are down, the fiscal cliff agreement has locked in low taxes for most of the upper-middle class and wealthy, and there's no sign of inflation as far as the eye can see. but corporate profits can't stay high when american consumers whose spending is 70% of the u.s. economy are this pessimistic about the future. they're just not going to spend. american companies won't be able to make up the difference in forward markets. europe is careening into a recession. japan is still in deep trouble. china's growth has slowed. profits are the highest share of the u.s. economy on record. wages are the lowest. but this imbalance can't and won't last. >> can't and won't. and look what's happening on wall street. they're doing better, willie, than ever before. >> mm-hmm. >> ever before. for the past four years, wall street has exploded over the past four years. real income has dropped for middle-class americans. the poverty rate's gone up. one in four americans are on food stamps. you talk about two americas. john edwards is right. >> incomes. >> over the past four years, and it's certainly not the preside
differently. he supported tax increases. what does that say to you? >> two things. he joins a growing list of senators whoa are frustrated with the senate. that's a problem for all americans. not one party or another, but it has to be functional again. two, split cally speaking, it's not a safe republican state. this is what people have to keep their eye on. republicans lean as the favorites in the beginning. nothing is a sure thing even in the state of georgia. >> what do you think? you study georgia closely. >> absolutely. one of the first states i campaign in. he said it has been a really outstanding conservative member before i got to know him. as well as the united states senate. he is on the farm bills and authored most of the authorization bills. clearly his decision is personal i'm sure. he is frustrated with washington, d.c. and members of both parties are frustrated with the gridlock. the republicans will nominate somebody in main street, but while georgia is the so-called red state, president obama was able to get more than 45% of the vote there. i assume that we are going have
that in our tax code. our tax code is so complicated because there are so many giveaways to the special interest groups or the well-connected that don't privilege americans that work hard and try to put food on the table. >> i have often wondered and explored this if people have an appetite for limited government? americans in general, the government keeps getting bigger. we struggle to obtain the a slower right of growth, which is a great vibtry in a way it is. have you found an appetite for limited government? or limited government for others and not for themselves? >> i believe so. i said often times in the campaign trail that the constitution is very popular and big government is not popular. that is where we should anchor our program and policies. you saw this in the president's speech on monday even though it was a very liberal speech. he didn't call for big government. >> the inaugural address? >> yeah, the inaugural address. that's because he knows what bill clinton knew in 1996, that big government is over. so i do think -- >> the era is over. >> yeah. again, if political leade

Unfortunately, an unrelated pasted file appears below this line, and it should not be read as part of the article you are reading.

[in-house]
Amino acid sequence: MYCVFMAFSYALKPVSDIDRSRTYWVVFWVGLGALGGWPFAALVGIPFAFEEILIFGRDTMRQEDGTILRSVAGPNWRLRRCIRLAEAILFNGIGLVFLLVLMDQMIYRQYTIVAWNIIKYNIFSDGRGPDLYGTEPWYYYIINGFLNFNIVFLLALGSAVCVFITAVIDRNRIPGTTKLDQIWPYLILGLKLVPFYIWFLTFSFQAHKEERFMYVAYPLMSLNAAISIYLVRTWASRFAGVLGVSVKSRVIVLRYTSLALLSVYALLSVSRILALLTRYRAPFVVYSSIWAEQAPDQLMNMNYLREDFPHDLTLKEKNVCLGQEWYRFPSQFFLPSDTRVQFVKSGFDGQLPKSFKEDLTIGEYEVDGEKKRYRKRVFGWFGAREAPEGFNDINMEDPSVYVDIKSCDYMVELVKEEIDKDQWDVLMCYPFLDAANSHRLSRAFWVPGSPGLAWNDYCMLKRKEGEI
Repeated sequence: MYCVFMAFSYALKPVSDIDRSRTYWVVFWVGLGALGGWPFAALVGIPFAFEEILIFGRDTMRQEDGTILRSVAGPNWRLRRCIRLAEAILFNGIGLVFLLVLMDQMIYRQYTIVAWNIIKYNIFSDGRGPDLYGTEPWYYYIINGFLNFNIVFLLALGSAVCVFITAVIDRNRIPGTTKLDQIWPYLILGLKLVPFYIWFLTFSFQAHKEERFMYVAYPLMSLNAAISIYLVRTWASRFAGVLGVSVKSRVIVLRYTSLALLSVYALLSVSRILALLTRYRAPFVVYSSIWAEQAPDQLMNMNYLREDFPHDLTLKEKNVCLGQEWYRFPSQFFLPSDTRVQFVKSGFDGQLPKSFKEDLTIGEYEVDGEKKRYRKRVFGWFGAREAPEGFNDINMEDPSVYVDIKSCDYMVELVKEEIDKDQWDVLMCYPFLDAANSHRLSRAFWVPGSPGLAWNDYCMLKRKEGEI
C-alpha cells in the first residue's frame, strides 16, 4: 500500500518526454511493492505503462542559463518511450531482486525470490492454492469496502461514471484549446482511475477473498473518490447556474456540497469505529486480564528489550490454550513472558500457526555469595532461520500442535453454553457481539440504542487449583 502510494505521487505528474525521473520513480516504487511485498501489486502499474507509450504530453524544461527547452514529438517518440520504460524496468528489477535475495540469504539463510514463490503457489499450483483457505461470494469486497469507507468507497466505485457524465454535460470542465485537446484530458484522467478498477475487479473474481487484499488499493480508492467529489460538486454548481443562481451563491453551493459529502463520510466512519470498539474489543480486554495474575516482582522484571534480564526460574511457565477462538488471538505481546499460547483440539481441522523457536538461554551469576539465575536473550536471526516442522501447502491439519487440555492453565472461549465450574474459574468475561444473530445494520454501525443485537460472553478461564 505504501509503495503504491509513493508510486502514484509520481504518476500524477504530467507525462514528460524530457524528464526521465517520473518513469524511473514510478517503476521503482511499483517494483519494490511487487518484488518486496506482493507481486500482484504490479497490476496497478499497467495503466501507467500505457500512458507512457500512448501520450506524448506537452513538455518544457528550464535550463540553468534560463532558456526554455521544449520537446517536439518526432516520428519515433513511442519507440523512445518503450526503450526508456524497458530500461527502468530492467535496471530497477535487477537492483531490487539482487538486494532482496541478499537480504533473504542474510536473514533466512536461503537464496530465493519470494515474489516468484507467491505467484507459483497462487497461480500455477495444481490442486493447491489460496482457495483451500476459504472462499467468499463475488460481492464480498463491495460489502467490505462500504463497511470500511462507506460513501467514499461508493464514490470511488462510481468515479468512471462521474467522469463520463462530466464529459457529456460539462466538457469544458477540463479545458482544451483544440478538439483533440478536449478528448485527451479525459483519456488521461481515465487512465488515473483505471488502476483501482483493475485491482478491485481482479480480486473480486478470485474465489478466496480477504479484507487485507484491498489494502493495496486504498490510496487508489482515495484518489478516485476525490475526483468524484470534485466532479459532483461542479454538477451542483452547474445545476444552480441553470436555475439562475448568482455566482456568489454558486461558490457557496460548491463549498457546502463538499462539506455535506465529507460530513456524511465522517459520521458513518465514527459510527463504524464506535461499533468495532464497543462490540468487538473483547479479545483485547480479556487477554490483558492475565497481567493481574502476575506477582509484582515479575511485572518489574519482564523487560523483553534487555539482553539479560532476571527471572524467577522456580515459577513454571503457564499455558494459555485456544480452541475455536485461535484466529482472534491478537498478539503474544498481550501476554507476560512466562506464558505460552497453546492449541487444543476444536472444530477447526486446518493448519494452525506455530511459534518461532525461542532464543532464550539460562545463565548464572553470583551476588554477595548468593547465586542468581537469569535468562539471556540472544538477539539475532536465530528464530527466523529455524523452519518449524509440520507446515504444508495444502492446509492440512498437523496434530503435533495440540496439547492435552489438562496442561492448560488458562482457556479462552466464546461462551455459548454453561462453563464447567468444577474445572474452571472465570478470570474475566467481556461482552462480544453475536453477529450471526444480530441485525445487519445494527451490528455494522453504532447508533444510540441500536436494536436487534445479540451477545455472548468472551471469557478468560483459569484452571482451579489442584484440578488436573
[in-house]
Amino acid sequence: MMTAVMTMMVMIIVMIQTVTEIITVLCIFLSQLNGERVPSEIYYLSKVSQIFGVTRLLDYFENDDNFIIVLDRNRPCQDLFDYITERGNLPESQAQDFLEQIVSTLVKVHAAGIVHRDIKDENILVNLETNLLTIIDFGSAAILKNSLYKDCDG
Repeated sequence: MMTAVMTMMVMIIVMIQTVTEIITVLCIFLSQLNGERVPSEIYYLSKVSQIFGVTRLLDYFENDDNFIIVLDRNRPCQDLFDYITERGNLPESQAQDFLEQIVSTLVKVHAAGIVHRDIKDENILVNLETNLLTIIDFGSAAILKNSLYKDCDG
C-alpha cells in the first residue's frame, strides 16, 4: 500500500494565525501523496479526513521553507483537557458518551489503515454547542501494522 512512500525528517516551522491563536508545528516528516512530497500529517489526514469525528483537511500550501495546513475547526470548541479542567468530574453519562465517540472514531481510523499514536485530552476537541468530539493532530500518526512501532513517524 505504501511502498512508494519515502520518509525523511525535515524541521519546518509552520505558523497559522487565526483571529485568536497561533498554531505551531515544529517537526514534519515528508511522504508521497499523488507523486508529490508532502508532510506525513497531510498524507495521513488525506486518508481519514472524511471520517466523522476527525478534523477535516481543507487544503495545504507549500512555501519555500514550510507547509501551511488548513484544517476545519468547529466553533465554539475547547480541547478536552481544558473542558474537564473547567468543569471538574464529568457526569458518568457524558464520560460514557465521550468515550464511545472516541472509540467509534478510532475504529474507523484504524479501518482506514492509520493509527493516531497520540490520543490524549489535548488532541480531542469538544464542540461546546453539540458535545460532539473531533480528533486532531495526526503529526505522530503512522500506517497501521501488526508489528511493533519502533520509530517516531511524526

this in two buckets. one bucket is reducing costs. the other bucket is increasing taxes. if you think you can get this all done, to the amount we have to do with, let's say, a ten-year program, you're going to have to dig very deep. we need a third bucket and it is sitting right there and we should use it. it is energy. fracking, for example, has created 1.75 million jobs. billions and billions of dollars going to the states and federal coffers. we have more energy than anybody in the world and if we, in an environmentally friendly way, acquire it, go on the federal lands, do it in the right way, we'll get that extra piece of cash, and bring manufacturing and jobs back to the united states or create them in the united states because of our energy. >> the last four years of the obama presidency was marred by not great relationships between the business community and the administration. you are one of the key faces of the business community. have you reached out to the president or has he reached out to you since his election to say let's make this four years look very different? >> just rememb
limits. your governors, senators, mayors, city council, dog catcher, tax collector. are you in favor of term limits, yes or no? here are the numbers. host: you can also reach out to us by social media. host: i want to show you some of the numbers from the recently released gallup poll. they ask americans support for establishing term limits for federal lawmakers. suppose on election day you could vote for key issues as well as candidates. or againstote for the number of terms congress and senate can serve? nationally among adults those voting for term limits are in the 75% range. those who say they would vote against term limits, 21%. those who had no opinion, 5%. breaking it down among political parties, republicans, those voting for, who say they would vote for term limits, 82% of republicans questioned in this gallup poll, 82% say they would vote for term limits. 15% say they would vote against. 3% say they have no opinion. independence, 79% say they would vote for term limits. 17% say they would vote against. 4% say they have no opinion. and among democrats, 65% say that they wou
Search Results 0 to 15 of about 16 (some duplicates have been removed)